Driving While Black

Bennie Maupin

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Driving While Black Review

by Christian Genzel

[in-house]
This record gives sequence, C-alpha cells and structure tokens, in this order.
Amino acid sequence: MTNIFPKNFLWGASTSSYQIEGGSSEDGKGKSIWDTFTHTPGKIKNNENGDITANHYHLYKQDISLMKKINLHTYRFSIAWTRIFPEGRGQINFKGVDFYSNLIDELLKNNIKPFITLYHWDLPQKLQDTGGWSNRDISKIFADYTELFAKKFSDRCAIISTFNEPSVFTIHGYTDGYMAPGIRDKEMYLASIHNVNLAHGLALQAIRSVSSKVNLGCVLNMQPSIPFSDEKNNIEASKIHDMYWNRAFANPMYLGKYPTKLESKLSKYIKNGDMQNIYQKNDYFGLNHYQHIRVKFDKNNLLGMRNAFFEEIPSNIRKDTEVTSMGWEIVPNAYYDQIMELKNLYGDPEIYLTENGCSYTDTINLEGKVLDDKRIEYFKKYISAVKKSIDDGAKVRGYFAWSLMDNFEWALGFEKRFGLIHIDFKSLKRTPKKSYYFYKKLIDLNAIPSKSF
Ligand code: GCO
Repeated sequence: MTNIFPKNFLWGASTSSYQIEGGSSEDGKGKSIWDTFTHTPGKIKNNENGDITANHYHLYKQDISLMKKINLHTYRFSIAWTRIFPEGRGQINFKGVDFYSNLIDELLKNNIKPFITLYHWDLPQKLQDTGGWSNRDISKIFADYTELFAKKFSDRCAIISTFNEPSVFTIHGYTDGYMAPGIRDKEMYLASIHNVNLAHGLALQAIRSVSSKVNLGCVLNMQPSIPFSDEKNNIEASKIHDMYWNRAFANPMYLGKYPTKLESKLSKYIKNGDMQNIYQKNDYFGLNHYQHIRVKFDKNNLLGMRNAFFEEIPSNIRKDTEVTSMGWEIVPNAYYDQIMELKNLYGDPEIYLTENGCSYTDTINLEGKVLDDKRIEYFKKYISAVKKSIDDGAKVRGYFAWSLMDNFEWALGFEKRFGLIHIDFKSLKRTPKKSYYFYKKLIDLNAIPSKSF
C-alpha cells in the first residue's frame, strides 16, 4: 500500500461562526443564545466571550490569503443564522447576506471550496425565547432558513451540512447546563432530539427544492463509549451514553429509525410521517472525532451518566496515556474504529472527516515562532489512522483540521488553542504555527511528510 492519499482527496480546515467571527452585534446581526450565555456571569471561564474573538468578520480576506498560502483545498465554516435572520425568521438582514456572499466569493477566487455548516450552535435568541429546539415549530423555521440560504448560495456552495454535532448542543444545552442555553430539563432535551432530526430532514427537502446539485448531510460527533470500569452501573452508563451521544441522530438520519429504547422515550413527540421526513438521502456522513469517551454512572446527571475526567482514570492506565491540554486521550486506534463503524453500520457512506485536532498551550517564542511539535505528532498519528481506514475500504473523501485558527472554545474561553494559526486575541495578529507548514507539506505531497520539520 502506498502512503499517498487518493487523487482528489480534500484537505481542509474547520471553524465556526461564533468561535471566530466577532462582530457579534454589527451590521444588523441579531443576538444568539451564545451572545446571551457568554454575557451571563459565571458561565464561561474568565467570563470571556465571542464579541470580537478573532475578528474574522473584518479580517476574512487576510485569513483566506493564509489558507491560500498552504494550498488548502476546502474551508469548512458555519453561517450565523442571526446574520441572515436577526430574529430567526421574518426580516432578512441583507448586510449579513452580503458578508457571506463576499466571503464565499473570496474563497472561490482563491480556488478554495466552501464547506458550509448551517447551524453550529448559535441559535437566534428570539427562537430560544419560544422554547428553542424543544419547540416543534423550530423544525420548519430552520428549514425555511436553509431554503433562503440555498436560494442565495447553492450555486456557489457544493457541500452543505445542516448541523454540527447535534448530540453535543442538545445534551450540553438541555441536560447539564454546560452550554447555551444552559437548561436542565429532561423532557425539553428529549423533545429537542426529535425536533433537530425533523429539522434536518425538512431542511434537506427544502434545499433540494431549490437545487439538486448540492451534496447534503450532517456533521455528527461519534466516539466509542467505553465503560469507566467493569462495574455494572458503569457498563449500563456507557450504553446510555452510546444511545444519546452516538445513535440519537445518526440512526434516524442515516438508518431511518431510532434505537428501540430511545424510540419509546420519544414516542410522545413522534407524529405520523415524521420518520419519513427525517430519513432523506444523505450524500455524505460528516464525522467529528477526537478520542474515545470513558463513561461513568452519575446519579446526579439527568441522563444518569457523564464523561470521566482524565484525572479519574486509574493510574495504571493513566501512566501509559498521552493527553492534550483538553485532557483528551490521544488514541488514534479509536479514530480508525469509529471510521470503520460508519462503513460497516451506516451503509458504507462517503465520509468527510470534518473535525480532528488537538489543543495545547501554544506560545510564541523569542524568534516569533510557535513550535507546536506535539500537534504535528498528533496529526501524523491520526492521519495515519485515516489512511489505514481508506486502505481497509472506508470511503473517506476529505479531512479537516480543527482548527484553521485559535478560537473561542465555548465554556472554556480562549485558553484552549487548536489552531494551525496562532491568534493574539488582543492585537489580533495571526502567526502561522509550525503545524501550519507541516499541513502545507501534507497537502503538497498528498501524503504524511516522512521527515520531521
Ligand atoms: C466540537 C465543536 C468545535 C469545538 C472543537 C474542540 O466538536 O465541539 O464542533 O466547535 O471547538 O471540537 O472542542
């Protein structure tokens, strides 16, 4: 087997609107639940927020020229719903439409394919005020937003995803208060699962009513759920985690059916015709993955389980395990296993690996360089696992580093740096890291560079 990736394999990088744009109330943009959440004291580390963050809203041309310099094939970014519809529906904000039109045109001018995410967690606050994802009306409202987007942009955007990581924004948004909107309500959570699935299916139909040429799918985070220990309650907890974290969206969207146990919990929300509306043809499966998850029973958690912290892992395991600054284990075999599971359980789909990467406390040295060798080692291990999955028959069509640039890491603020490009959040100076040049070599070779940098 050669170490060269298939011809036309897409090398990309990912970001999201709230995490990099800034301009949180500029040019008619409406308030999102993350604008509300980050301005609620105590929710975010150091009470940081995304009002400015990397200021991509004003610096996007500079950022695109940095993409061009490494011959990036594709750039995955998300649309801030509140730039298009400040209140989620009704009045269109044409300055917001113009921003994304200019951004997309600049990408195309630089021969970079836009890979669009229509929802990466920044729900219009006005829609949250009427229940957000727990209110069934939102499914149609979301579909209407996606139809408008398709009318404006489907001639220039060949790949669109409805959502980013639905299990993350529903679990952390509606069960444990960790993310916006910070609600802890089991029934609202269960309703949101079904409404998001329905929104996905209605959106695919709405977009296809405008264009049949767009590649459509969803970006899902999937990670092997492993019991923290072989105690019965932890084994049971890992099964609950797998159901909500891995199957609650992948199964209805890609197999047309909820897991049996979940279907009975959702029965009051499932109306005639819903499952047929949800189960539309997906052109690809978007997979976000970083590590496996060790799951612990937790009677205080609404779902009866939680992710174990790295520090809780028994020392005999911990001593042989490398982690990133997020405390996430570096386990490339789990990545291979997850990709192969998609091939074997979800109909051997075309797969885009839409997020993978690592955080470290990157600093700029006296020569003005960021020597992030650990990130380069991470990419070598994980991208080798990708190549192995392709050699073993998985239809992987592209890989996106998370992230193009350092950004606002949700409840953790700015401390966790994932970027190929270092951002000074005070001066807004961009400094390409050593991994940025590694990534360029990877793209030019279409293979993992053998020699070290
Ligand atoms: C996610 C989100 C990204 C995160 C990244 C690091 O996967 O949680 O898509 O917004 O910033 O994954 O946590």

Driving While Black is Bennie Maupin's first album as a leader in 20 years. Maupin, who is famous for his bass clarinet playing on Miles Davis' Bitches Brew, and for being a member of Herbie Hancock's Headhunters, teamed up with Patrick Gleeson, who introduced Hancock to synthesizers and worked on the Apocalypse Now soundtrack (1979). They have produced an album which skillfully blends '70s fusion and '90s acid jazz: Gleeson's funky hip-hop beats sound fresh and up to date, while his usage of analog synths (listen to the beautiful Fender Rhodes sound) breathes a '70s air. Maupin's saxophone playing is powerful and strong on improvisation; this is particularly nice to hear since Maupin's '90s record appearances have been, for the most part, surprisingly weak. The Whitfield/Strong-penned "Smiling Faces" is the catchiest track; originals include the funky "Bank Float," "Vutu," and "The Work," which veers into drum'n'bass territory. The best track, however, is "Miles to Go," where Maupin shows that he's still one of the best bass clarinet players around; his screaming and squealing through Gleeson's synth washes is probably his best performance (on record) in years. Another nice surprise is on "In Re: Nude Orbit," where the famous Random Resonator on which Gleeson worked, and which opened Hancock's Sextant (1973), can be heard. While both performers on this disc are in top form, some of the tracks might seem a bit unfocused at times, but after repeated listenings, this actually might turn out as a plus. Techno Animal did a remix of the track "Miles to Go," which can be found on the compilation Macro Dub Infection, Vol. 2 .

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